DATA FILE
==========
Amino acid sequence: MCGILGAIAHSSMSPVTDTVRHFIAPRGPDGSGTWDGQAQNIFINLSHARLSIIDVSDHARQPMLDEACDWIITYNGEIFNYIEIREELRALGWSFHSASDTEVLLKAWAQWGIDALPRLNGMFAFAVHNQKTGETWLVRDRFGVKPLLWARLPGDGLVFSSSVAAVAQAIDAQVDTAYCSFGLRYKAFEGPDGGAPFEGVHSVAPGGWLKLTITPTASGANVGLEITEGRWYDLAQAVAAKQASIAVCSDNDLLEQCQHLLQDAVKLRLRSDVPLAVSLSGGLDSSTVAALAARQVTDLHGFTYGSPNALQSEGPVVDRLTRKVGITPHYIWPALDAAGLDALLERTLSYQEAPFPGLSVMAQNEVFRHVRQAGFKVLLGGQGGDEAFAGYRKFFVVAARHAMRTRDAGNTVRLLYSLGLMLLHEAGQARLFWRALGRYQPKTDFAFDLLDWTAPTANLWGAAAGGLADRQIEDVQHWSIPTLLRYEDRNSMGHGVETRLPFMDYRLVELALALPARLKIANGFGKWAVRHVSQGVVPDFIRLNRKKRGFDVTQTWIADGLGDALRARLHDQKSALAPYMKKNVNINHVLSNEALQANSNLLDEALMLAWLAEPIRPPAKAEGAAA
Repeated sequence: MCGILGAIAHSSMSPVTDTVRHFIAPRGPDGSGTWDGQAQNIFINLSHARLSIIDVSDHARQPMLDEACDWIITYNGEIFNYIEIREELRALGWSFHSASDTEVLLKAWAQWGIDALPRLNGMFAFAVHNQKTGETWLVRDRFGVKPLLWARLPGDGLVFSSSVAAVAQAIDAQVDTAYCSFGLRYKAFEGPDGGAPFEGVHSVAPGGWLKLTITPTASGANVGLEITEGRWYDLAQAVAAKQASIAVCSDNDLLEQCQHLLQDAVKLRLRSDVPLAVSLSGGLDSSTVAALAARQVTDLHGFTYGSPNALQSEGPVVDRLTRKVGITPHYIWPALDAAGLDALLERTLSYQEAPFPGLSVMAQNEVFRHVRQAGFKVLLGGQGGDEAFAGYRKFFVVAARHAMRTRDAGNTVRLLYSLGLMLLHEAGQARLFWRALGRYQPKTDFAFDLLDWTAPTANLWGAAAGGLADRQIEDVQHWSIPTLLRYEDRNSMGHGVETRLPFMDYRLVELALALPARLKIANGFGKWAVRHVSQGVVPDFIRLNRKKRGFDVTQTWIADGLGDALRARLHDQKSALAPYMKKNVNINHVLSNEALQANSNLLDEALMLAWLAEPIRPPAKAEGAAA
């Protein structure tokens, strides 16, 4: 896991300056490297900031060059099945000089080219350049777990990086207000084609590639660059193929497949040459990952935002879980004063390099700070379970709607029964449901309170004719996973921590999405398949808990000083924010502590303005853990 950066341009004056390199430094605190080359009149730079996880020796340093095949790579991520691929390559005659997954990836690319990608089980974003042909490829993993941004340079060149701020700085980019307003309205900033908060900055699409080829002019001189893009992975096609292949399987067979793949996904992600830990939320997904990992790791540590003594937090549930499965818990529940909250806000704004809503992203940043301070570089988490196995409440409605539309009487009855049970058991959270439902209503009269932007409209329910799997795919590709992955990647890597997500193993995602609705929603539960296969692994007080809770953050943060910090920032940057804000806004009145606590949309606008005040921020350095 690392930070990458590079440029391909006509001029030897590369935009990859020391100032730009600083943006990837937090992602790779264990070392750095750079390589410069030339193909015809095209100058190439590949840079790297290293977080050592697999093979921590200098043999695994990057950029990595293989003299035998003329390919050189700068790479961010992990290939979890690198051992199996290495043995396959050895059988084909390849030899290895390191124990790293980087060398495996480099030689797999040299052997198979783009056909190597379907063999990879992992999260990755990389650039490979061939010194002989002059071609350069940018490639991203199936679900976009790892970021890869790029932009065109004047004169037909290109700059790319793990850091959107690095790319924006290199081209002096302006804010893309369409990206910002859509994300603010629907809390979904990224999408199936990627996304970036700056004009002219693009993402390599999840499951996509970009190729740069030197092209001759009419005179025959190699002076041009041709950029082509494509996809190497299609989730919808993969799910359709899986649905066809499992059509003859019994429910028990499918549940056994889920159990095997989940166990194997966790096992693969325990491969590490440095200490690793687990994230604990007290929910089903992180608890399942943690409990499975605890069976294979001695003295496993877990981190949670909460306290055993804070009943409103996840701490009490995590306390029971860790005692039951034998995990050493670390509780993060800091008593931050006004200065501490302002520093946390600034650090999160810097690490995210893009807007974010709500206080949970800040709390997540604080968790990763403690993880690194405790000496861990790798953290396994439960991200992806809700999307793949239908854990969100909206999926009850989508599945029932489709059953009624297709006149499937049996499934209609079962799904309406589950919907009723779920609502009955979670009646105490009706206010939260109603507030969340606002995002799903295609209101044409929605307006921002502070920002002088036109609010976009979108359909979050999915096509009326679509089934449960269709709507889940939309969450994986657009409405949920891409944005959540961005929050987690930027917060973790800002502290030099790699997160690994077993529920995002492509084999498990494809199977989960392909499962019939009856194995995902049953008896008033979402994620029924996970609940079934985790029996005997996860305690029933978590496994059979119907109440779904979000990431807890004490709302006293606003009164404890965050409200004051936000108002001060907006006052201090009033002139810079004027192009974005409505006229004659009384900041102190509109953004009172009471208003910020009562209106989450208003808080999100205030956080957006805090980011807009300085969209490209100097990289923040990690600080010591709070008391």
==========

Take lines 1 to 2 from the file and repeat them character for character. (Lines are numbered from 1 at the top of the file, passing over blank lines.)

Amino acid sequence: MCGILGAIAHSSMSPVTDTVRHFIAPRGPDGSGTWDGQAQNIFINLSHARLSIIDVSDHARQPMLDEACDWIITYNGEIFNYIEIREELRALGWSFHSASDTEVLLKAWAQWGIDALPRLNGMFAFAVHNQKTGETWLVRDRFGVKPLLWARLPGDGLVFSSSVAAVAQAIDAQVDTAYCSFGLRYKAFEGPDGGAPFEGVHSVAPGGWLKLTITPTASGANVGLEITEGRWYDLAQAVAAKQASIAVCSDNDLLEQCQHLLQDAVKLRLRSDVPLAVSLSGGLDSSTVAALAARQVTDLHGFTYGSPNALQSEGPVVDRLTRKVGITPHYIWPALDAAGLDALLERTLSYQEAPFPGLSVMAQNEVFRHVRQAGFKVLLGGQGGDEAFAGYRKFFVVAARHAMRTRDAGNTVRLLYSLGLMLLHEAGQARLFWRALGRYQPKTDFAFDLLDWTAPTANLWGAAAGGLADRQIEDVQHWSIPTLLRYEDRNSMGHGVETRLPFMDYRLVELALALPARLKIANGFGKWAVRHVSQGVVPDFIRLNRKKRGFDVTQTWIADGLGDALRARLHDQKSALAPYMKKNVNINHVLSNEALQANSNLLDEALMLAWLAEPIRPPAKAEGAAA
Repeated sequence: MCGILGAIAHSSMSPVTDTVRHFIAPRGPDGSGTWDGQAQNIFINLSHARLSIIDVSDHARQPMLDEACDWIITYNGEIFNYIEIREELRALGWSFHSASDTEVLLKAWAQWGIDALPRLNGMFAFAVHNQKTGETWLVRDRFGVKPLLWARLPGDGLVFSSSVAAVAQAIDAQVDTAYCSFGLRYKAFEGPDGGAPFEGVHSVAPGGWLKLTITPTASGANVGLEITEGRWYDLAQAVAAKQASIAVCSDNDLLEQCQHLLQDAVKLRLRSDVPLAVSLSGGLDSSTVAALAARQVTDLHGFTYGSPNALQSEGPVVDRLTRKVGITPHYIWPALDAAGLDALLERTLSYQEAPFPGLSVMAQNEVFRHVRQAGFKVLLGGQGGDEAFAGYRKFFVVAARHAMRTRDAGNTVRLLYSLGLMLLHEAGQARLFWRALGRYQPKTDFAFDLLDWTAPTANLWGAAAGGLADRQIEDVQHWSIPTLLRYEDRNSMGHGVETRLPFMDYRLVELALALPARLKIANGFGKWAVRHVSQGVVPDFIRLNRKKRGFDVTQTWIADGLGDALRARLHDQKSALAPYMKKNVNINHVLSNEALQANSNLLDEALMLAWLAEPIRPPAKAEGAAA